March Scientist of the Month: Francisca Nneka Okeke

By: Shreyoshi Chakraborti

Born and raised in Nigeria, Francisca Nneka Okeke is a geophysicist working on identifying the components of the atmosphere. Her research focuses on studying ionosphere and the “equatorial electrojet phenomenon.” Energized by the sun, the electrojet is a river of electric current that traverses the globe eastward around the dip equator and causes the magnetic field at the dip equator to vary almost five times more than anywhere else on the planet. Okeke’s research spans geomagnetism, atmospheric physics, and climate variability.

Okeke earned a BSc in Physics in 1980, a Masters in Applied Earth Geophysics in 1989, and a PhD in Ionospheric Geophysics in 1995 from University of Nigeria. She carried out her postdoctoral work at University of Tokyo, Japan. Okeke was the head of the Department of Physics and Astronomy at the University of Nigeria, Nssuka from 2003 to 2006 and was elected the Dean of Faculty of Physical Sciences from 2008 to 2010. She was the first woman to hold both the positions.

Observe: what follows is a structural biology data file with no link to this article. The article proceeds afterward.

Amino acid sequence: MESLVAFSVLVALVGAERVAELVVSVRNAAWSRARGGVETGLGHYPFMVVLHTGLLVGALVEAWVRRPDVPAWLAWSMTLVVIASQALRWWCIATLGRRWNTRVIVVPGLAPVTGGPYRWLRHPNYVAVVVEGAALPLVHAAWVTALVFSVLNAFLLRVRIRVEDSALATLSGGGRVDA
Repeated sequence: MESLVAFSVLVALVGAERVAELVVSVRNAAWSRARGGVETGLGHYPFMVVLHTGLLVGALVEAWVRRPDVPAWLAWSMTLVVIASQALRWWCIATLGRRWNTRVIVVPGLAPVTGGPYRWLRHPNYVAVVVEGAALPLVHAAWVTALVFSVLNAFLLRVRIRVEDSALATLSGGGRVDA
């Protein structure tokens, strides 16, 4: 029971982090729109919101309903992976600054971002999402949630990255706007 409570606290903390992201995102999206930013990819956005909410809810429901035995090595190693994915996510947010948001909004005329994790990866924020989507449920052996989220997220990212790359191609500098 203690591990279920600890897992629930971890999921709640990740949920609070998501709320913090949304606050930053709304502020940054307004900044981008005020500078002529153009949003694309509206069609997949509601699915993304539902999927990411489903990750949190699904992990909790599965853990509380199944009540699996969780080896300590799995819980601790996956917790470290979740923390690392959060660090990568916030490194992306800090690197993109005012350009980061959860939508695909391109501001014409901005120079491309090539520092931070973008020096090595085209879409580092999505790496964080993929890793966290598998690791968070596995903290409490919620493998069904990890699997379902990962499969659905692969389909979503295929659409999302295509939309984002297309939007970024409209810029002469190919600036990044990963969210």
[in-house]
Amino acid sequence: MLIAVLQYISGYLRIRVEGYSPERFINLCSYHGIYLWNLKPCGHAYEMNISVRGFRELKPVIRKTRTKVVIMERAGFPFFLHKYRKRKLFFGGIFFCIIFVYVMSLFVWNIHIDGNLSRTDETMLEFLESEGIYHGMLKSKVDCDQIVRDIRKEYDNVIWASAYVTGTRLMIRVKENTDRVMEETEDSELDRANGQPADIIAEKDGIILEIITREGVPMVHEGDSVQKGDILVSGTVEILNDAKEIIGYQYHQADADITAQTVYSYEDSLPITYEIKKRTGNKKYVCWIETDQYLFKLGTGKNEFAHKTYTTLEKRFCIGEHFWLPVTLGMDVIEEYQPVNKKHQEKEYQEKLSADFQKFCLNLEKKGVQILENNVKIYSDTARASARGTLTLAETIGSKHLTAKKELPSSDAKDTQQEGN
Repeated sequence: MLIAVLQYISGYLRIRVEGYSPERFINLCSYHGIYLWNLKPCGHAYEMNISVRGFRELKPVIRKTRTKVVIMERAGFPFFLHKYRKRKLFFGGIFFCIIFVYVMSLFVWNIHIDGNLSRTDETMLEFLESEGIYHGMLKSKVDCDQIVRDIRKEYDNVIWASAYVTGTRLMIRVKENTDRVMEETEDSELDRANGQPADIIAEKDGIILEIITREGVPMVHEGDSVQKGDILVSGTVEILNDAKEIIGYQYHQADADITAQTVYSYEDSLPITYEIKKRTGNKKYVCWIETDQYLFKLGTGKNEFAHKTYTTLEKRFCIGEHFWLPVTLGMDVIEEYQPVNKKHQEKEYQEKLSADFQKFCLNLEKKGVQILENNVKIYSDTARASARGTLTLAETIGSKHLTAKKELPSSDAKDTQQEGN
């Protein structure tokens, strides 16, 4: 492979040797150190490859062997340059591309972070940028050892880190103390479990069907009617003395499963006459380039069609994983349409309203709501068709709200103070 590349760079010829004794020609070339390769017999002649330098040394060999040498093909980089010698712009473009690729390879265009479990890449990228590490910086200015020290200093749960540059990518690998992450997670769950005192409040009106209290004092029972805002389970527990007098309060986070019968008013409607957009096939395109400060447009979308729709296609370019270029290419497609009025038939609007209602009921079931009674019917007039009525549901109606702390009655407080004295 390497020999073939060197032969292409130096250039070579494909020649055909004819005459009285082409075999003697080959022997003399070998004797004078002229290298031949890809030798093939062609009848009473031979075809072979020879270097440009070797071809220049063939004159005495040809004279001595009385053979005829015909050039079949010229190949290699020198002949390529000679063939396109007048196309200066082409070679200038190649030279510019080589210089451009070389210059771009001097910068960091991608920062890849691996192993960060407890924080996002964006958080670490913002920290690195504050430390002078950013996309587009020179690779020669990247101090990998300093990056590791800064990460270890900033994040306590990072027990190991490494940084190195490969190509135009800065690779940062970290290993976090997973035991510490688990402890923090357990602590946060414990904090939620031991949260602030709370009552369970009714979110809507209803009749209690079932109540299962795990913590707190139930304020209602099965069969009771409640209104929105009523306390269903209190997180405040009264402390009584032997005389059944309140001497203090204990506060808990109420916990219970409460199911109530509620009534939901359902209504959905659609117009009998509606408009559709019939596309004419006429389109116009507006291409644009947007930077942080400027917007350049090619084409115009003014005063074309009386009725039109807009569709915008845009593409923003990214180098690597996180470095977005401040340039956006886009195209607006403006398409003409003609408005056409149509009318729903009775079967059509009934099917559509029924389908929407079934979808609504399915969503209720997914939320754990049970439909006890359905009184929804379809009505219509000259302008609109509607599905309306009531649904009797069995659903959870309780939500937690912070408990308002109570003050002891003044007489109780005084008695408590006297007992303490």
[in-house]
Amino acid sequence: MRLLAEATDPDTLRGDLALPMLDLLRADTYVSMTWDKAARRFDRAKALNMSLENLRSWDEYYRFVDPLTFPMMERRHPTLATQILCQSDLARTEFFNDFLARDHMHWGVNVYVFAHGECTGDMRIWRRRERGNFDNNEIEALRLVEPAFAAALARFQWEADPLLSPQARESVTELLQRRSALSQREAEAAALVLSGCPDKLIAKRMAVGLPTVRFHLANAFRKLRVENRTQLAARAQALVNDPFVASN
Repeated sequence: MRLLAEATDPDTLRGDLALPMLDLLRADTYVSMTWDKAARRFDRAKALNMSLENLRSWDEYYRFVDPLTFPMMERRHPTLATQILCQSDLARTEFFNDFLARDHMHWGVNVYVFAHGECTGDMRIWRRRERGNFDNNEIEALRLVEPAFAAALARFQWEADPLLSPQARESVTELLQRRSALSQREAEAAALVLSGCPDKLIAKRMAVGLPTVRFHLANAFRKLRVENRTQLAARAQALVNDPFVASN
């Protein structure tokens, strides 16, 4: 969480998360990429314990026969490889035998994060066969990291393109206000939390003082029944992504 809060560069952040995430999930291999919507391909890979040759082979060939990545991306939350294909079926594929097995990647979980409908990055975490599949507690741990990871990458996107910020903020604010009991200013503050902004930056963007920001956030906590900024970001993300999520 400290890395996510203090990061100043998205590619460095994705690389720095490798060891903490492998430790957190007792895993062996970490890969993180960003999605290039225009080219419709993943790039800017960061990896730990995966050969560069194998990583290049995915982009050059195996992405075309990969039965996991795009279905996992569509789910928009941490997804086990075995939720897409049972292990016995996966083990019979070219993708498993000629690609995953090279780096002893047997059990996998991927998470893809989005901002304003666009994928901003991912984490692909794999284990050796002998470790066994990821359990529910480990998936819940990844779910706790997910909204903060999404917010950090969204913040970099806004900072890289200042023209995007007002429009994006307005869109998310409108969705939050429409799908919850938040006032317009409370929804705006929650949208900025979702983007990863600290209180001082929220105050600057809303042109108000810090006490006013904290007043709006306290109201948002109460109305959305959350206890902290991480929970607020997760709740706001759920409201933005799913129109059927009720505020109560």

In 2011, she was elected as the fellow of the Nigerian Academy of Science, the highest scientific organization in Nigeria. She was named a L’Oreal-UNESCO for Women in Science Awards Laureate for Africa and Arab States in 2013 for her significant contributions to the understanding of daily variations of the ion currents in the upper atmosphere, which may further our understanding of climate change.



Author: sbugwise

We are the Graduate Women in Science and Engineering group at Stony Brook University and we are dedicated to supporting women in STEM fields.

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